JW Walker in his Wakefield Its History and People 1934 and 1939 editions has a somewhat confused account of the Wakefield Haselden pedigree and family - the dates and people simply don't fit.
The Visitations show Margaret Haselden as 'heir of Haselden' married to Richard Peck of Wakefield. Her arms are quartered by Peck.
Their third son Thomas was a priest/chaplian in 1401 per a deed and will. Since you have to be 25 years or more to be a priest he must have been born in 1376 or before.
Assuming two years between each child their eldest son was born in or before 1372. Margaret and Ricahrd would have married in or before 1371 and born in or before 1350 - say!
These 'facts' make most of Walkers pedigree impossible howver he does source the exisitence of male Haseldens living in Wakefield up to 1443 and possibly beyond. It seems a bit of a stretch to believe all these younger male Haseldens were wiped out thus allowing Margaret Haselden's arms to be quartered.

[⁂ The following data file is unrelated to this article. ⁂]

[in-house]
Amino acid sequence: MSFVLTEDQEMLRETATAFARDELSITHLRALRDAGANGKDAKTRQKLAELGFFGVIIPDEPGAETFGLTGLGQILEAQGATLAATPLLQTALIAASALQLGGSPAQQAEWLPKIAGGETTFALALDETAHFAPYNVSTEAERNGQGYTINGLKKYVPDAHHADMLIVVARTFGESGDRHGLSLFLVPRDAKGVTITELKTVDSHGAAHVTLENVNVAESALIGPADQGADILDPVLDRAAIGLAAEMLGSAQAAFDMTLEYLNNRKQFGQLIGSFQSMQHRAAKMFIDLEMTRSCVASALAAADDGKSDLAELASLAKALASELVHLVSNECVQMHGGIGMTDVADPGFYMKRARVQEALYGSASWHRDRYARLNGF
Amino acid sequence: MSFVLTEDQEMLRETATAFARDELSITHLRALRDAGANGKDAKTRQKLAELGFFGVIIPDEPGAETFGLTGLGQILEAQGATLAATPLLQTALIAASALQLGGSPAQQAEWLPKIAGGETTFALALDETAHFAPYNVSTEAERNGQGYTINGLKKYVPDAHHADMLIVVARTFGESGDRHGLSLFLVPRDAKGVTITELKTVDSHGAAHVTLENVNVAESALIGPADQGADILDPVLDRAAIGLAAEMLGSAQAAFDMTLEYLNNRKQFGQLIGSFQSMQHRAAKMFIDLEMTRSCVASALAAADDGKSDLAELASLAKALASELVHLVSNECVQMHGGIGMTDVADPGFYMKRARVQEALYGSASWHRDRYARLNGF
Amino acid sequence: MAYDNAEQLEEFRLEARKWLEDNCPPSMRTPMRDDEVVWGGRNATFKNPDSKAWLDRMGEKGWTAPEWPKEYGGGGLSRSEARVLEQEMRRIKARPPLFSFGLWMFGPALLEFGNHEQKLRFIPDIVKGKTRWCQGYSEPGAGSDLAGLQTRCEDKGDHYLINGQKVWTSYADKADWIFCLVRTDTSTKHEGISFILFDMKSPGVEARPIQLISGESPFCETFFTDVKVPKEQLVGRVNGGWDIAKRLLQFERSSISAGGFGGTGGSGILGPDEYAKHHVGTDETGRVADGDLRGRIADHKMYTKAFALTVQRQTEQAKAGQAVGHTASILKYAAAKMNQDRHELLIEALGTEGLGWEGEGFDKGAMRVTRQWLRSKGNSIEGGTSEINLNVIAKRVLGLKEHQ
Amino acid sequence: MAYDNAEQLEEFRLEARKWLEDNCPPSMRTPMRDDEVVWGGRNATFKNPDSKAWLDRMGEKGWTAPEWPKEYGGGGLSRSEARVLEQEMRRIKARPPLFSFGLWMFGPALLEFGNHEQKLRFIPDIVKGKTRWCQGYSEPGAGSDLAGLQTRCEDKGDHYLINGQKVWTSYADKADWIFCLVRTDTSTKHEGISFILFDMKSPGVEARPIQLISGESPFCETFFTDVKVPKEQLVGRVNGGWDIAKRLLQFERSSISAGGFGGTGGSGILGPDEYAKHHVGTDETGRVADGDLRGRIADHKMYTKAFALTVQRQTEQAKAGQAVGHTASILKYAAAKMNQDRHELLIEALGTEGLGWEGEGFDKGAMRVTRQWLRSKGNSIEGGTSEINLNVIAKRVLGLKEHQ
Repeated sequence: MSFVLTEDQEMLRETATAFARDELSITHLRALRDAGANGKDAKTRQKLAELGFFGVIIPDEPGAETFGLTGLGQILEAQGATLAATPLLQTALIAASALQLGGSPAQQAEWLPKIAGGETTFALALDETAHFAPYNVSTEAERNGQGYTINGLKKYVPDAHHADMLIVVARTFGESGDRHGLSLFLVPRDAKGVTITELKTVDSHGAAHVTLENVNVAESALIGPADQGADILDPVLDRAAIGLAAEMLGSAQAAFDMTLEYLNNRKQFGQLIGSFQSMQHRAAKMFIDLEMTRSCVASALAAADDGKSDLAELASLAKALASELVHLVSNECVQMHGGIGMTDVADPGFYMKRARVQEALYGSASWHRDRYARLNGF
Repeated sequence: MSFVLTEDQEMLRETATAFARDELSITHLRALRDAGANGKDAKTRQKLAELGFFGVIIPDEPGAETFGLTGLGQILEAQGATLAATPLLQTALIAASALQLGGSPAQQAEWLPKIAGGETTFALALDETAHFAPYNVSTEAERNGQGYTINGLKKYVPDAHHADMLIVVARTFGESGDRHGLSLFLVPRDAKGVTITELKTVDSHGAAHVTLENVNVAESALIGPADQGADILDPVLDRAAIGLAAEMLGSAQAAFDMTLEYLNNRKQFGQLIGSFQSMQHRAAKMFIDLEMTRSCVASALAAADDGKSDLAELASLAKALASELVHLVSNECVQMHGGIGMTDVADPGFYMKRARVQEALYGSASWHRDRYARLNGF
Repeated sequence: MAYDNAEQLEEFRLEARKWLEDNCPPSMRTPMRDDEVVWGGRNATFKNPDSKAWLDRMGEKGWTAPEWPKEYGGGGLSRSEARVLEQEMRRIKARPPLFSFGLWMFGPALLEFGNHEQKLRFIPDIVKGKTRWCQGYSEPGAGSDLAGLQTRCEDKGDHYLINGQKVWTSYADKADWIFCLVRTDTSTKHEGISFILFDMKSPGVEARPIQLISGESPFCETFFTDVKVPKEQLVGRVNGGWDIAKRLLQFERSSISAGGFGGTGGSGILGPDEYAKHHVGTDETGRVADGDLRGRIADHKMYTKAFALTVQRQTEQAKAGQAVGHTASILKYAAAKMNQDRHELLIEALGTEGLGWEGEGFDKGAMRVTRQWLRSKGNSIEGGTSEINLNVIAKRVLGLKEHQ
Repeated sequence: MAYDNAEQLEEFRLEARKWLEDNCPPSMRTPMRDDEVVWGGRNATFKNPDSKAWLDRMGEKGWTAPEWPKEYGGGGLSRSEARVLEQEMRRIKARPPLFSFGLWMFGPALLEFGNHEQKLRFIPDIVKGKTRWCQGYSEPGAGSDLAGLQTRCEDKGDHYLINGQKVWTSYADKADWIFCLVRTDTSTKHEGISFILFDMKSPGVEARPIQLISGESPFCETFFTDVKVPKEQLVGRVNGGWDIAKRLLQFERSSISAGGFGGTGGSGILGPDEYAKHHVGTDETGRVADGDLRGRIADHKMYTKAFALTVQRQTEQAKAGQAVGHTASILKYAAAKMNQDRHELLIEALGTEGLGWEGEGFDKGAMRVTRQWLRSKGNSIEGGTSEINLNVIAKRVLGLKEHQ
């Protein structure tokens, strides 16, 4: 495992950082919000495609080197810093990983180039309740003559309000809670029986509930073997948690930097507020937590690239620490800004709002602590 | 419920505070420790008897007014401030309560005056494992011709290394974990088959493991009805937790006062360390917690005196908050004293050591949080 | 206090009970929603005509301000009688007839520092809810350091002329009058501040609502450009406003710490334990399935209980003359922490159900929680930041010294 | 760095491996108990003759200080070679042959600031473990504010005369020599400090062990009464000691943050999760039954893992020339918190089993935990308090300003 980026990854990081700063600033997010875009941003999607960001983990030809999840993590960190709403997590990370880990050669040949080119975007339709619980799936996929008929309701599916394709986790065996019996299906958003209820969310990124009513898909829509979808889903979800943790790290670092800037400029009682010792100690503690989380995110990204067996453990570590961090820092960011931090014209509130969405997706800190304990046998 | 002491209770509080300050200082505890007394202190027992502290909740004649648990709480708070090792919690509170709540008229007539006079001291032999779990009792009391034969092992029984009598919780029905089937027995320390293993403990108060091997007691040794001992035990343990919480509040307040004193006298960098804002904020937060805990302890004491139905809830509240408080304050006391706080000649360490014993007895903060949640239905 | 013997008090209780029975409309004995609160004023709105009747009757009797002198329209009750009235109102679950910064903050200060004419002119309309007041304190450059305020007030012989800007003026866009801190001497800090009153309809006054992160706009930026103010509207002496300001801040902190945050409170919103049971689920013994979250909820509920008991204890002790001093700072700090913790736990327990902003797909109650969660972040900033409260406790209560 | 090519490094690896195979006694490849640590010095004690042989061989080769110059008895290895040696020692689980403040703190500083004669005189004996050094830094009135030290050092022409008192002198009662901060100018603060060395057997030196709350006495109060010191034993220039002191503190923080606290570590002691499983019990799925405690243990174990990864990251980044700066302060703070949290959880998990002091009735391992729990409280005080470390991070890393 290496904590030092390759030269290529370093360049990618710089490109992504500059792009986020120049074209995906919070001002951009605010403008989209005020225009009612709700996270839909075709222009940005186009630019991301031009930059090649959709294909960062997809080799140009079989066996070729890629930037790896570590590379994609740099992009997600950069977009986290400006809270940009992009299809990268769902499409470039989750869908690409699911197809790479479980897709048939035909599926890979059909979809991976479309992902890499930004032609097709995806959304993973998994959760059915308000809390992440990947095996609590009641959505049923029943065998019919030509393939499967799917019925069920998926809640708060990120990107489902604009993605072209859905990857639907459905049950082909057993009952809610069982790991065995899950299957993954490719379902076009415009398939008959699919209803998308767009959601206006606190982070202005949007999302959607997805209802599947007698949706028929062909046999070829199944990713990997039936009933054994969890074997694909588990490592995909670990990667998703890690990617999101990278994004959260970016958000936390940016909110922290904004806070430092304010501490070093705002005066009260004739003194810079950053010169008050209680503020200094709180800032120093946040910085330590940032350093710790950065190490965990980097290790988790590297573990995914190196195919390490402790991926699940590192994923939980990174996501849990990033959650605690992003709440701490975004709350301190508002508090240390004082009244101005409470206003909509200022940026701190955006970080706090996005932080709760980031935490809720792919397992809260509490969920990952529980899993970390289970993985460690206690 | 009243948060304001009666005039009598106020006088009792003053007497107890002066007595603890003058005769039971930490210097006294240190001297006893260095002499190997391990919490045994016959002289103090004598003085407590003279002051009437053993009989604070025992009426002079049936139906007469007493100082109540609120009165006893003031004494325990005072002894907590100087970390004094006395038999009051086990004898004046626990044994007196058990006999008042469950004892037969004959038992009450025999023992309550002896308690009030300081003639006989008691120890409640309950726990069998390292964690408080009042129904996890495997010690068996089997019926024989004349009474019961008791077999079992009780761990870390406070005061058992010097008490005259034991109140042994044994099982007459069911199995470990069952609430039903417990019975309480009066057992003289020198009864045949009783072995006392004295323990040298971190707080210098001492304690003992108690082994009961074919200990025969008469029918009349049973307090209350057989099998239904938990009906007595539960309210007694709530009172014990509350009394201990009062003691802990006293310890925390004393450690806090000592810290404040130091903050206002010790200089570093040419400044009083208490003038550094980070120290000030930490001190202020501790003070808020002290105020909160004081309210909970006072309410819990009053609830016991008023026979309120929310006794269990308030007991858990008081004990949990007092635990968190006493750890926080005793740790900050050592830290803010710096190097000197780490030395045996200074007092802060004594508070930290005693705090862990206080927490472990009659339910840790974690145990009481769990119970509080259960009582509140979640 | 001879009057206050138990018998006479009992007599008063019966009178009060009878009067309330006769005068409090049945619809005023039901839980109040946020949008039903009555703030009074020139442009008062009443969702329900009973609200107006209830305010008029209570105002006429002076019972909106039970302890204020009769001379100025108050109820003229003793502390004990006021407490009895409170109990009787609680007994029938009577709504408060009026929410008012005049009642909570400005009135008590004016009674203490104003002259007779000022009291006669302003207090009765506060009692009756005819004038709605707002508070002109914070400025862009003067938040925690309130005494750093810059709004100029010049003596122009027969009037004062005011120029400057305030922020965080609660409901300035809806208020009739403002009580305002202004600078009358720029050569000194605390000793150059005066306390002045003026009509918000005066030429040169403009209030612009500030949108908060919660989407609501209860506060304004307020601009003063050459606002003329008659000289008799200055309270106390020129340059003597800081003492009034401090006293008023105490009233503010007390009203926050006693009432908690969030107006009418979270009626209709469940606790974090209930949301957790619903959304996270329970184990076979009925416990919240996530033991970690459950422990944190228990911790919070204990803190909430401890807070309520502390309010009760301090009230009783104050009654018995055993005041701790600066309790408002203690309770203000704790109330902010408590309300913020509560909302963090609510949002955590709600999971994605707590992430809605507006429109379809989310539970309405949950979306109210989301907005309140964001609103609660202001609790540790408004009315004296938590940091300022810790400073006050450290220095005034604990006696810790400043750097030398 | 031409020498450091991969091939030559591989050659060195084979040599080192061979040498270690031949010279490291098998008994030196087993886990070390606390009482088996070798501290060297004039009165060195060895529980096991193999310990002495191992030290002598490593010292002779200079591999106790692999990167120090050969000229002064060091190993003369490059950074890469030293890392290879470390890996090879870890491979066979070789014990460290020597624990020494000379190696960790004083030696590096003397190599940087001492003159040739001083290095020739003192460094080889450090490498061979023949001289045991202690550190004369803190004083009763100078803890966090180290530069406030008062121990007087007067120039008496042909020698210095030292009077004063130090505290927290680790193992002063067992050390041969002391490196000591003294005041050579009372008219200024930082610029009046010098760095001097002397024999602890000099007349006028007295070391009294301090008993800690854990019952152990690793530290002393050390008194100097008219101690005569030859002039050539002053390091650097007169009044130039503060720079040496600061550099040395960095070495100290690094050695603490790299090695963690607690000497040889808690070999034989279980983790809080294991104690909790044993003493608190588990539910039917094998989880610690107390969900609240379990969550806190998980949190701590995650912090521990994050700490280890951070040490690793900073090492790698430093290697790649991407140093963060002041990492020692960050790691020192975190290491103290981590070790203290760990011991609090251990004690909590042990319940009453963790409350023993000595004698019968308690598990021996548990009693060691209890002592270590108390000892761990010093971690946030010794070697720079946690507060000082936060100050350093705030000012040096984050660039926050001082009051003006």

Help with this pedigree and the quartering of arms most welcome
Thank you.
Peter
Dear Peter it is enormously generous of you to go to such lengths to answer my question. Thank you so much. A cloud of unknowing seems to hangs over my endeavours.
There is little or no corroborating 'evidence' to link the Pecks and Haseldens only some hints in the Wakefield Manor Court Rolls,Yorkshire Deeds and similar. I rather assumed that the Heraldry, if not the pedigrees, was reliable given this was the purpose of the Heralds endeavours.